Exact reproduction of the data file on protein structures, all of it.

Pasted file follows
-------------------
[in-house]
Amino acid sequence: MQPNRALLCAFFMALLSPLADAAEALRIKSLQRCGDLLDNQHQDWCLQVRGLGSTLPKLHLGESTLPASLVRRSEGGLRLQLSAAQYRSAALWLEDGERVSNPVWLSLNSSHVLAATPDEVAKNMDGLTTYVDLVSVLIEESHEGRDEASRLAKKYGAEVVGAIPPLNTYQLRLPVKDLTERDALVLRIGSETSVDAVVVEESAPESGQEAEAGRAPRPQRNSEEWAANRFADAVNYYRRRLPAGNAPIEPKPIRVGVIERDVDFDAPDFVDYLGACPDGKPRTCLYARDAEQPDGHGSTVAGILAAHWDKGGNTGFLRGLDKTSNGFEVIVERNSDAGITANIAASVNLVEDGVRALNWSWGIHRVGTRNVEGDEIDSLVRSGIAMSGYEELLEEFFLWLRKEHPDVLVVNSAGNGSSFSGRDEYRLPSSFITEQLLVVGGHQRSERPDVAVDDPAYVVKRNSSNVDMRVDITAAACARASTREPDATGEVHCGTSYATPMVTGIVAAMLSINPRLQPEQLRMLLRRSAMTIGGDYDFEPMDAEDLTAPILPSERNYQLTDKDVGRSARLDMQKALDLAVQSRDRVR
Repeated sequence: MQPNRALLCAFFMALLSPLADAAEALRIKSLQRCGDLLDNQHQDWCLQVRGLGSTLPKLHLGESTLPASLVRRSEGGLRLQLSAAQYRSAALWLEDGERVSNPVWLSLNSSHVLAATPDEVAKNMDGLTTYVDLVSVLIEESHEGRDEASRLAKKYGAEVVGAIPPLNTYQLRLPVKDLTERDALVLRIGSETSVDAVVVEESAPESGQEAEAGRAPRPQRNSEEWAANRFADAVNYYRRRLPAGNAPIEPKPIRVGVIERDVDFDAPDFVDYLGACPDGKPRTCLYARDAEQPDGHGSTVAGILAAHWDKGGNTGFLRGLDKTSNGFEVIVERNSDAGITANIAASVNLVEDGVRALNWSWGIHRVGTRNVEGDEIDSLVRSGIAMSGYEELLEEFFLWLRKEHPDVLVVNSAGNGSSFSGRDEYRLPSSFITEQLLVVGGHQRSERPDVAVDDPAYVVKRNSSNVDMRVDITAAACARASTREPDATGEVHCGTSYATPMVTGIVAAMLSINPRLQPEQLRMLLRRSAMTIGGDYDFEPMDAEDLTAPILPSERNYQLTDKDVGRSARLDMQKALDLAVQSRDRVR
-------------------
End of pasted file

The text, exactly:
[in-house]
Amino acid sequence: MQPNRALLCAFFMALLSPLADAAEALRIKSLQRCGDLLDNQHQDWCLQVRGLGSTLPKLHLGESTLPASLVRRSEGGLRLQLSAAQYRSAALWLEDGERVSNPVWLSLNSSHVLAATPDEVAKNMDGLTTYVDLVSVLIEESHEGRDEASRLAKKYGAEVVGAIPPLNTYQLRLPVKDLTERDALVLRIGSETSVDAVVVEESAPESGQEAEAGRAPRPQRNSEEWAANRFADAVNYYRRRLPAGNAPIEPKPIRVGVIERDVDFDAPDFVDYLGACPDGKPRTCLYARDAEQPDGHGSTVAGILAAHWDKGGNTGFLRGLDKTSNGFEVIVERNSDAGITANIAASVNLVEDGVRALNWSWGIHRVGTRNVEGDEIDSLVRSGIAMSGYEELLEEFFLWLRKEHPDVLVVNSAGNGSSFSGRDEYRLPSSFITEQLLVVGGHQRSERPDVAVDDPAYVVKRNSSNVDMRVDITAAACARASTREPDATGEVHCGTSYATPMVTGIVAAMLSINPRLQPEQLRMLLRRSAMTIGGDYDFEPMDAEDLTAPILPSERNYQLTDKDVGRSARLDMQKALDLAVQSRDRVR
Repeated sequence: MQPNRALLCAFFMALLSPLADAAEALRIKSLQRCGDLLDNQHQDWCLQVRGLGSTLPKLHLGESTLPASLVRRSEGGLRLQLSAAQYRSAALWLEDGERVSNPVWLSLNSSHVLAATPDEVAKNMDGLTTYVDLVSVLIEESHEGRDEASRLAKKYGAEVVGAIPPLNTYQLRLPVKDLTERDALVLRIGSETSVDAVVVEESAPESGQEAEAGRAPRPQRNSEEWAANRFADAVNYYRRRLPAGNAPIEPKPIRVGVIERDVDFDAPDFVDYLGACPDGKPRTCLYARDAEQPDGHGSTVAGILAAHWDKGGNTGFLRGLDKTSNGFEVIVERNSDAGITANIAASVNLVEDGVRALNWSWGIHRVGTRNVEGDEIDSLVRSGIAMSGYEELLEEFFLWLRKEHPDVLVVNSAGNGSSFSGRDEYRLPSSFITEQLLVVGGHQRSERPDVAVDDPAYVVKRNSSNVDMRVDITAAACARASTREPDATGEVHCGTSYATPMVTGIVAAMLSINPRLQPEQLRMLLRRSAMTIGGDYDFEPMDAEDLTAPILPSERNYQLTDKDVGRSARLDMQKALDLAVQSRDRVR